A new study, which is forthcoming in Materials Today: Proceedings, has focused on highlighting nanotechnology-based drug delivery systems and targeted delivery approaches for anticancer medication. The authors highlighted the importance of developing plant-based nanoparticles that can be explored to develop novel anticancer chemotherapeutics.
Study: Targeted delivery approaches for synthesis of plant based nanoparticles as anticancer chemotherapeutics. Image Credit: CI Photos/Shutterstock.com
Cancer Treatment and Nanotechnology
To date, one of the biggest causes of death around the world is cancer. Some of the common drugs used in cancer therapy are alkylating agents, cytotoxic antibiotics, antimetabolites, and steroidal hormones. Many anticancer medications are antiproliferative and, thereby, damage DNA and kill cells. Additionally, several side effects, including decreased wound healing, bone marrow depression, growth retardation in young individuals, and alopecia, have been associated with anticancer treatments. It is, therefore, crucial to develop effective anticancer medicines with minimal side effects.
Researchers have linked some of the factors associated with most clinically utilized anticancer medicines to adverse side-effects. These factors include low water solubility, unsuitability for oral administration, short biological half-life, and poor specificity. Nanotechnology has immensely benefitted cancer diagnosis and treatment. Scientists have indicated that the enhanced permeability and retention (EPR) phenomenon has helped to passively target tumor cells. In this system, nanocarriers laden with lethal drugs can target the tumor tissues in a well-designed nanoparticulate system.
Researchers have used nanotechnology platforms for chemotherapy, where well-established conventional anticancer medications, packed into a nano-sized carrier, are delivered to the targeted sites. One of the main advantages of this system is that nanocarriers, owing to their small size, can penetrate through smaller capillaries and are taken up by cells. These cells permit drug accumulation at the target sites. Additionally, biodegradable materials for nanoparticles enable sustained drug release in the specific site over days or even weeks. Scientists have also indicated one of the disadvantages of this method: the high cost. Furthermore, owing to the small size of the nanomaterials, it can cause inhalation problems and other health hazards.
Targeted Drug Delivery and Plant-Based Nanoparticles
Researchers have developed metallic nanoparticles, particularly silver nanoparticles, for cancer treatment. Silver nanoparticles possess unique optoelectronic and physicochemical features and can be synthesized easily. Additionally, several studies have revealed that silver nanoparticles contain antimicrobial and anti-neoplastic properties.
Silver nanoparticles are synthesized via different physical and chemical methods; however, such methods are expensive and consume a significant amount of energy. Synthesis of silver nanoparticles via chemical reduction involves utilizing harmful chemicals and sometimes poses toxicity threats. Interestingly, scientists discovered that plant extracts are more efficient compared to microbial extracts in the green synthesis of metallic nanoparticles. One of the advantages of using plant extracts is that the risk of microbial contamination or infection throughout the synthesis process is much reduced.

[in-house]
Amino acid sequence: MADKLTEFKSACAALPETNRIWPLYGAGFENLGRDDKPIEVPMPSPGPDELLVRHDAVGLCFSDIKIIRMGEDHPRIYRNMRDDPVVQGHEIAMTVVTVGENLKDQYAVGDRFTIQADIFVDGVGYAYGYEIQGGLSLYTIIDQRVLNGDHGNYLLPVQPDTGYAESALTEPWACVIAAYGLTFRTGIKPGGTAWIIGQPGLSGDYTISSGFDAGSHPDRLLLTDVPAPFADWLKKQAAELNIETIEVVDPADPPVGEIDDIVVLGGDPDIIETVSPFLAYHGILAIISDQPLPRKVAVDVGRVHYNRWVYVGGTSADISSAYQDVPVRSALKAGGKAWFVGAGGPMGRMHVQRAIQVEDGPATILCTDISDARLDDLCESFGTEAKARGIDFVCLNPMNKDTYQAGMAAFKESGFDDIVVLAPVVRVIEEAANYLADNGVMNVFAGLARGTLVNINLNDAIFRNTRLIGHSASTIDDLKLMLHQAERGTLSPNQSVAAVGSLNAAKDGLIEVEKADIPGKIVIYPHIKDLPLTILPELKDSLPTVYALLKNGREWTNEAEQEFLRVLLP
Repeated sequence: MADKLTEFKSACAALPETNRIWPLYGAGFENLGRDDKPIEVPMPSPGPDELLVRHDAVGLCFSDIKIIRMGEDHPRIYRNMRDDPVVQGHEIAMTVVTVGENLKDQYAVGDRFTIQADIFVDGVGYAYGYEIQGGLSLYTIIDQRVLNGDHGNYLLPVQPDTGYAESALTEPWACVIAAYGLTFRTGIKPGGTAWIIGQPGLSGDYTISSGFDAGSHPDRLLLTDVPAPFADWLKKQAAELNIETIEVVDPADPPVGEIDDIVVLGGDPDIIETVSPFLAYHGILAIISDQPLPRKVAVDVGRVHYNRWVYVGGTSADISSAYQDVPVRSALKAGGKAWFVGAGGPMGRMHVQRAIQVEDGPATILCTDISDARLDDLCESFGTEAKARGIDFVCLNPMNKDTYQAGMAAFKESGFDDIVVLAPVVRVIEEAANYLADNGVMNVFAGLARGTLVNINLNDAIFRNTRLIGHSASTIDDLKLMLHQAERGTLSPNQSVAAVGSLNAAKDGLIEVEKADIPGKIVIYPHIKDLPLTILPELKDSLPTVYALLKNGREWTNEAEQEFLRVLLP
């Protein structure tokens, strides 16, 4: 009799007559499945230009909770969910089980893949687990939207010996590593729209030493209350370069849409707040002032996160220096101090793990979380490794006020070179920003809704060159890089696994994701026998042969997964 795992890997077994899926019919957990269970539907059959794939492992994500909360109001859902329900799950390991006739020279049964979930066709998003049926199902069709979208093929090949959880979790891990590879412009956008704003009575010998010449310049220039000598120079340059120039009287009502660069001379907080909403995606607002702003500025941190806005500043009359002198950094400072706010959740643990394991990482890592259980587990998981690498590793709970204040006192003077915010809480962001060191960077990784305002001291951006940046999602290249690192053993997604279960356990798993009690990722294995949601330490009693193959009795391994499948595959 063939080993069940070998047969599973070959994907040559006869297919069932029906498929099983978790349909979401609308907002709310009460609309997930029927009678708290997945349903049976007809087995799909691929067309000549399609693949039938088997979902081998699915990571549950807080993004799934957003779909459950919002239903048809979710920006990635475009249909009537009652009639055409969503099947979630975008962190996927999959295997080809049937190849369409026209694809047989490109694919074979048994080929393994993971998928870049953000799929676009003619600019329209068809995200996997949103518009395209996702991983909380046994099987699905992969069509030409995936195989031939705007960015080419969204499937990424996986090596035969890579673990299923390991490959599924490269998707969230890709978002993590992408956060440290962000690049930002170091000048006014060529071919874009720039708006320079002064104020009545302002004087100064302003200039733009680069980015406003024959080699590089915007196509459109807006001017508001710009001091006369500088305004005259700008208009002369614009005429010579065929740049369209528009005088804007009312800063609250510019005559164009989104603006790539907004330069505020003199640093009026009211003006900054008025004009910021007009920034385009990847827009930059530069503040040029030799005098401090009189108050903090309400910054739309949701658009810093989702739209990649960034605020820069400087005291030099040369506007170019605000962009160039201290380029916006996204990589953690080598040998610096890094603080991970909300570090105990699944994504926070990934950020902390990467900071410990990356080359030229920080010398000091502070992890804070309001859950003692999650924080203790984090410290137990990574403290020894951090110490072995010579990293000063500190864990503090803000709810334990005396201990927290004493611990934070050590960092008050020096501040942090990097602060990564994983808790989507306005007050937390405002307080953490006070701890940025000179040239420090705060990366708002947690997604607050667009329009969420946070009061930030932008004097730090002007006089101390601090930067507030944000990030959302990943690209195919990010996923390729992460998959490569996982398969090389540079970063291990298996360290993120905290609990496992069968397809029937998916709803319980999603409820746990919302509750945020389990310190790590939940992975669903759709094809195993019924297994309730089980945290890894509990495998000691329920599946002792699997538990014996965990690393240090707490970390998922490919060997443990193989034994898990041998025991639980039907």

Synthesis of Different Nanoparticles and Cancer Treatments
Silver salts are the main source of silver ions. During the bioreduction process, plant extracts act as reducing agents to transform the ions into atoms, followed by nucleation in tiny clusters that expand into particles. The type of reducing agents determines the shape and size of nanoparticles. To avoid aggregation and obtain smaller nanoparticles, capping agents are used.
Carbon nanotubes are small, cylindrical-shaped carbon-based nanoparticles that can absorb near-infrared light wavelengths while passing through cells without harming them. When carbon nanotubes are exposed to a beam of near-IR light, the nanotube’ electrons are excited and the excess energy is released in the form of heat, which can thermally kill cancer cells in vivo.
As cancer cells have numerous folate receptors on their surfaces, nanotubes coated with folate molecules can easily target diseased cells. Carbon nanotubes can deliver therapeutic molecules or drugs to cancerous cells. Interestingly, researchers functionalized these nanoparticles with specific functional groups to manipulate their physical and biological properties.
Dendrimers are sphere-shaped macromolecules that can encapsulate hydrophobic medicinal ingredients. These nanoparticles are divided into three sections: the central core, branching units, and terminal functional groups. Primarily, the core determines the environment of nanocavities and their solubilizing characteristics. Dendrimers can be synthesized in various sizes and shapes, with multiple polar and non-polar layers. Their high-water solubility, monodispersity, and capsulation ability are widely used for drug delivery.
Researchers have highlighted that various plant extracts have been used in the green synthesis of metallic nanoparticles, particularly gold and silver nanoparticles. However, not many methods are available that are related to the plant-based synthesis of carbon nanotubes and dendrimers. As these nanoparticles are widely used in cancer therapy, developing effective formulation targeting methodologies for plant-based synthesis is essential.
Grover, P. et al. (2022) Targeted delivery approaches for synthesis of plant based nanoparticles as anticancer chemotherapeutics. Material Today: Proceedings. https://doi.org/10.1016/j.matpr.2022.03.483